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I have to write C code for reading large files. The code is below:

int read_from_file_open(char *filename,long size)
{
    long read1=0;
    int result=1;
    int fd;
    int check=0;
    long *buffer=(long*) malloc(size * sizeof(int));
    fd = open(filename, O_RDONLY|O_LARGEFILE);
    if (fd == -1)
    {
       printf("\nFile Open Unsuccessful\n");
       exit (0);;
    }
    long chunk=0;
    lseek(fd,0,SEEK_SET);
    printf("\nCurrent Position%d\n",lseek(fd,size,SEEK_SET));
    while ( chunk < size )
    {
        printf ("the size of chunk read is  %d\n",chunk);
        if ( read(fd,buffer,1048576) == -1 )
        {
            result=0;
        }
        if (result == 0)
        {
            printf("\nRead Unsuccessful\n");
            close(fd);
            return(result);
        }

        chunk=chunk+1048576;
        lseek(fd,chunk,SEEK_SET);
        free(buffer);
    }

    printf("\nRead Successful\n");

    close(fd);
    return(result);
}

The issue I am facing here is that as long as the argument passed (size parameter) is less than 264000000 bytes, it seems to be able to read. I am getting the increasing sizes of the chunk variable with each cycle.

When I pass 264000000 bytes or more, the read fails, i.e.: according to the check used read returns -1.

Can anyone point me to why this is happening? I am compiling using cc in normal mode, not using DD64.

share|improve this question
    
Which operating system? – Dietrich Epp Aug 3 '12 at 7:02
    
possible duplicate for stackoverflow.com/questions/3825896/… – CyberDem0n Aug 3 '12 at 7:03
1  
There are some serious problems with your code that I can see. First of all you allocate a buffer to read into, using size as the size. Then you read info the buffer, using a fixed size disregarding the allocated size of the buffer you read into. Think about what will happen if size is less than 250k. Second, as the file is newly open you do not need to seek to the beginning. Third, you then seek to size, but is size the number of records in the file or a number of bytes? You use size differently when allocating the buffer. – Joachim Pileborg Aug 3 '12 at 7:14
    
Fourth, you free the buffer inside the loop, but do not allocate a new one. This means that on the second iteration it will read into unallocated memory. Fifth, calling read will automatically advance the position in the file, you do not need to seek every time. Sixth, when you read you check for error, but not for end-of-file. read returns 0 on end-of-file. – Joachim Pileborg Aug 3 '12 at 7:16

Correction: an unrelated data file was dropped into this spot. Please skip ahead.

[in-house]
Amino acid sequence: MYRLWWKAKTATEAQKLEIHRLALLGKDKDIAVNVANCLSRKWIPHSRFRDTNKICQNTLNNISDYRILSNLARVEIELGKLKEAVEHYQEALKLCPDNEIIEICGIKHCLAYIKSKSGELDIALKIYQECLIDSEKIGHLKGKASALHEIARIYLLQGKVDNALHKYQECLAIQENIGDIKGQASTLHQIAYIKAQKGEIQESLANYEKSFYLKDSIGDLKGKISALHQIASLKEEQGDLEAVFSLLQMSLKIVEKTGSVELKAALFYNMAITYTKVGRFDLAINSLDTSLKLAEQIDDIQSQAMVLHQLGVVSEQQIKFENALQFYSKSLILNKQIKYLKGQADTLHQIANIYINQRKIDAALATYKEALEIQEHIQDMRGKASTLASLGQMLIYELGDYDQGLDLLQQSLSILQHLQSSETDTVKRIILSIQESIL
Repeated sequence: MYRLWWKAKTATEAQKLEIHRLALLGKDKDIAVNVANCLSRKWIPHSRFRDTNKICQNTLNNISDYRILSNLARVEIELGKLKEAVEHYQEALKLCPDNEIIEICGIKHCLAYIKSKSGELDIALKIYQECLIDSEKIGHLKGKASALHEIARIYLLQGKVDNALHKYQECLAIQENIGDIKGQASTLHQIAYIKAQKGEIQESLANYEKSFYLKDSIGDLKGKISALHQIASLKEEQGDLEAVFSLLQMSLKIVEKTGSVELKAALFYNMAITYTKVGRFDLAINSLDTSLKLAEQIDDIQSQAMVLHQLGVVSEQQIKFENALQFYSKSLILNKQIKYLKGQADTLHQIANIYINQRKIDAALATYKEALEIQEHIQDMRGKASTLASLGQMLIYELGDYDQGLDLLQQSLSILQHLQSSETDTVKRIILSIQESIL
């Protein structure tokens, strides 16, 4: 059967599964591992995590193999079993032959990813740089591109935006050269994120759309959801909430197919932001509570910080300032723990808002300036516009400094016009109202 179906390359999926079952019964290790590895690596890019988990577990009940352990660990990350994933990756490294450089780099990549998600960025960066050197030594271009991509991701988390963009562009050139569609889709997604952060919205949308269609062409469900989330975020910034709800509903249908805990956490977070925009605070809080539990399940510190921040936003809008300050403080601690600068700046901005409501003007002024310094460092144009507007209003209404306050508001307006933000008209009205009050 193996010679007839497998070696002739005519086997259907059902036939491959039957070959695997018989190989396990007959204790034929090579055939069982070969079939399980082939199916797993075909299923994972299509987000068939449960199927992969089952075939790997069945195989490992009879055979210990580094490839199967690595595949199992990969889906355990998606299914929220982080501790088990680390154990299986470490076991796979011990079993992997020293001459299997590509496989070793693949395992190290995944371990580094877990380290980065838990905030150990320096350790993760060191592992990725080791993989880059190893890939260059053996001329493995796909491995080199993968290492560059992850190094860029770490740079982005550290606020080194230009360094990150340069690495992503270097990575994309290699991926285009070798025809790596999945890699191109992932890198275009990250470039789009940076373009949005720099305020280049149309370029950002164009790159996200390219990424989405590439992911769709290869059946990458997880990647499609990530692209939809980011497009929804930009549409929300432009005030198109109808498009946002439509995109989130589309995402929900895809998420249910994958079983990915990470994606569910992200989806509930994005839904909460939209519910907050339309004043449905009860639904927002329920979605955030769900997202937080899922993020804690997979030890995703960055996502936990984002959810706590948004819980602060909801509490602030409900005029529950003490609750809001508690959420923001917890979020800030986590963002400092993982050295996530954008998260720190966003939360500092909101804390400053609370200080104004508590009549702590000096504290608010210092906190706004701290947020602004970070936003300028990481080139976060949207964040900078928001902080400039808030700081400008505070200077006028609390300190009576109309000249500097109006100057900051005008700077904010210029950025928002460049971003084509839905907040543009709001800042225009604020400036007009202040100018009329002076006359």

1  
And finally, you shouldn't really be using read when reading from a large file. Using e.g. mmap is probably a more effective solution, especially if you are reading the file sequentially. – Joachim Pileborg Aug 3 '12 at 7:20

In the first place, why do you need lseek() in your cycle? read() will advance cursor in file by the number of byes read.

And, to the topic: long, and, respectively, chunk, will have maximum value of 2147483647, any greater number will become negative, actually.

You want to use off_t to declare chunk: off_t chunk, and size as size_t. That's the main reason why lseek() fails.

And, then again, as other people noticed, you do not want to free() your buffer inside the cycle.

Note also that you will overwrite the data you have already read. Additionally, read() will not necessarily read as much as you have asked it, so it is better to advance chunk by the amount of the bytes actually read, rather than amount of bytes you want to read.

Taking everything in regards, the correct code probably shall look something like that:

// Edited: note comments after the code
#ifndef O_LARGEFILE
#define O_LARGEFILE 0
#endif

int read_from_file_open(char *filename,size_t size)
{
int fd;
long *buffer=(long*) malloc(size * sizeof(long));
fd = open(filename, O_RDONLY|O_LARGEFILE);
   if (fd == -1)
    {
       printf("\nFile Open Unsuccessful\n");
       exit (0);;
    }
off_t chunk=0;
lseek(fd,0,SEEK_SET);
printf("\nCurrent Position%d\n",lseek(fd,size,SEEK_SET));
while ( chunk < size )
  {
   printf ("the size of chunk read is  %d\n",chunk);
   size_t readnow;
   readnow=read(fd,((char *)buffer)+chunk,1048576);
   if (readnow < 0 )
     {
        printf("\nRead Unsuccessful\n");
        free (buffer);
        close (fd);
        return 0;
     }

   chunk=chunk+readnow;
  }

printf("\nRead Successful\n");

free(buffer);
close(fd);
return 1;

}

I also took a liberty of removing result variable and all related logic, since, I believe, it can be simplified.

Edit: I have noted that some systems (most notably, BSD) do not have O_LARGEFILE, since it is not needed there. So, I have added an #ifdef in the beginning, which would make code more portable.

share|improve this answer

The lseek function may have difficulty in supporting big file sizes. Try using lseek64

Please check the link to see the associated macros which needs to be defined when you use lseek64 function.

share|improve this answer

If its 32 bit machine, it will cause some problem for reading a file of larger than 4gb. So if you are using gcc compiler try to use the macro -D_LARGEFILE_SOURCE=1 and -D_FILE_OFFSET_BITS=64.

Please check this link also

If you are using any other compiler check for similar types of compiler option.

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